I was excited when Juliana offered to write a guest post, because she wears 1940s style clothes every day! The idea seemed really radical to me at first, but it made more sense as I thought about how classy and put-together women of that era managed to look, even as they raised a whole bunch of babies (the Baby Boomers, to be precise).
Juliana has a background in Soviet history and is now a stay-at-home mother to four young children. She navigates simple urban living in a small Victorian-era row home with a growing family and blogs about it all at Urban Simplicity.
I’ve had five babies in six years, and my body isn’t what it once was. After my daughter was born in 2011, I was in a bad place. I started reading the Ain’t No Mom Jeans blog in a desperate attempt to find ways to feel better about the way I looked. I wanted to feel nice in my clothing, and I just didn’t. Everything felt wrong, either too big or too small, and frumpy. I got some ideas from the blog, but I always had the vague sense that I was trying on something that didn’t suit me.
Somewhere along the way, I ran across the vintage blogging world, and I was hooked. I decided then and there I was done with modern fashion and going to dress in a 1940s style. At the time, I had a four year old, a 19 month old and a very sick four month old baby. Pursuing a 1940s look gave me an outlet from all the stress of my daughter’s chronic illness and hospital stays, and gave me a research outlet; I had given up academia for diaper duty when my eldest was born.
Almost two years into this gig, I love it. I’ve gone through another pregnancy and birth and this post-partum period has been the best so far for feeling better about the way I look. I’ve joined some awesome Facebook groups for fellow vintage enthusiasts, and rediscovered knitting and sewing after a long hiatus.
1940s style is extremely practical and completely compatible with having small children. After all, fashion during the war years was geared for women who were doing heavy work in munitions factories, manual labor on farms, and everything in between. Their clothes had to stand up to the wear and tear!
I wrote recently about my vintage fashion journey (with photos of some summer outfits), but it is cooler now, and I tend toward separates for fall and winter. I don’t wear pants, as they tend not suit my figure, although I’m thinking of saving up for a pair of Freddie’s jeans for the spring (or possibly making a pair myself). I have a handful of just-below-the-knee skirts (for me this is about 25-26” long), a handful of light-weight knit pullovers, a handful of button-down blouses with butterfly collars, and a handful of heavy weight sweaters. I wear Foot Traffic cotton tights in Heather Mocha to keep my legs warm, or lighter weight nude tights.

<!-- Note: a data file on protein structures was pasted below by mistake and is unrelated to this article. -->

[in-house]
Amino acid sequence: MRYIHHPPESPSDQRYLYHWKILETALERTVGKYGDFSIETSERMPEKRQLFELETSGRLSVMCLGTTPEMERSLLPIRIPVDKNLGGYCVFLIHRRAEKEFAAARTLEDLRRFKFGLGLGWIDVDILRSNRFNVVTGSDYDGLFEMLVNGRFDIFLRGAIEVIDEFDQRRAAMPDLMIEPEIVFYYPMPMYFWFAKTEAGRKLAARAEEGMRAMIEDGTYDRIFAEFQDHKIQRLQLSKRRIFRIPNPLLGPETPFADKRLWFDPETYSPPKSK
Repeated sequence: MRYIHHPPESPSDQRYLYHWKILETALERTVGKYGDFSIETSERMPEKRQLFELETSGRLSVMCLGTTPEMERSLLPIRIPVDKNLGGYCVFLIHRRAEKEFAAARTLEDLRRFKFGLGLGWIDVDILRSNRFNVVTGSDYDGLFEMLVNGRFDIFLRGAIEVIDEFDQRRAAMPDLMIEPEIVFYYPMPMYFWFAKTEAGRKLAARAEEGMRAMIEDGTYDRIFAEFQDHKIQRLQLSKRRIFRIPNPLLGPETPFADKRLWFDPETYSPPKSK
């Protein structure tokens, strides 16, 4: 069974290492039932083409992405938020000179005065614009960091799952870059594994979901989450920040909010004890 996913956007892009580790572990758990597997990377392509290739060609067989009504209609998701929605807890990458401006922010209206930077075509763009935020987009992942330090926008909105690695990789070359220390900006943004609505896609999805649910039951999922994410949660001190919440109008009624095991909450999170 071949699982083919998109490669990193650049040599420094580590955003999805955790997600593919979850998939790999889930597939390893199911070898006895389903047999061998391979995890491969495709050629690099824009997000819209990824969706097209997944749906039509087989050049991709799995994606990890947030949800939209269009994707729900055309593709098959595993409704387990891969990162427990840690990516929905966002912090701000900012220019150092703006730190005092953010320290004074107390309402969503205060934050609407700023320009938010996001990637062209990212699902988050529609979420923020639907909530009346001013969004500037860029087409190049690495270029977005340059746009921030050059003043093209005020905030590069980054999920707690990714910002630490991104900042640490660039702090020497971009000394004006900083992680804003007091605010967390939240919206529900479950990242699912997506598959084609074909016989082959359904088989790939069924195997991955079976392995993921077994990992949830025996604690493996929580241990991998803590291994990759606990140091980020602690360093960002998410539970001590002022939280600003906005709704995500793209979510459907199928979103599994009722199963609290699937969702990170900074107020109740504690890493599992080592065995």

I buy vintage from etsy sellers mostly, although I’ve gotten lucky at thrift stores now and again. I don’t strictly buy 1940s clothing, however, as old clothing is fragile given the age of the fabric (and tends to be expensive for something that can’t stand up to heavy wear). Instead, I look for 1970s/1980s-does1940s-style clothing as it tends to be in better shape and sized more for the modern figure. I do wear foundation garments to make my clothes fit/look better, but with 1970s/1980s era clothing, I don’t have to. I’ve also bought modern clothing that has vintage styling to it, but it has taken a while to train my eye to spot the proper details on a modern piece. This fall, I sewed a few pieces for myself, and have big plans for sewing more garments in the future.
1940s styling is mostly in the details—regular pin curl wet sets for hair, good foundation garments (panty girdles are a must!), brooches and earrings for jewelry, sturdy shoes. I stick to button down or surplice necklines to make breastfeeding easy, but am looking forward to the day when I can get some of my non-breastfeeding friendly dresses back out of storage!
For me, dressing this way makes me feel good about the way I look every day, and the journey of rediscovering old ways of dressing is part of the joy of it.
Thanks so much, Juliana! I think your vintage style is a perfect blend of fun, pretty, and practical!
- Style and the SAHM: A Series
- Style and the SAHM: Why It Matters
- Joy’s Mom Wardrobe: For When the Job You Want Is the One You Have (thisfelicitouslife.wordpress.com)
- Style & The SAHM: How To Look Less Bad (thisfelicitouslife.wordpress.com)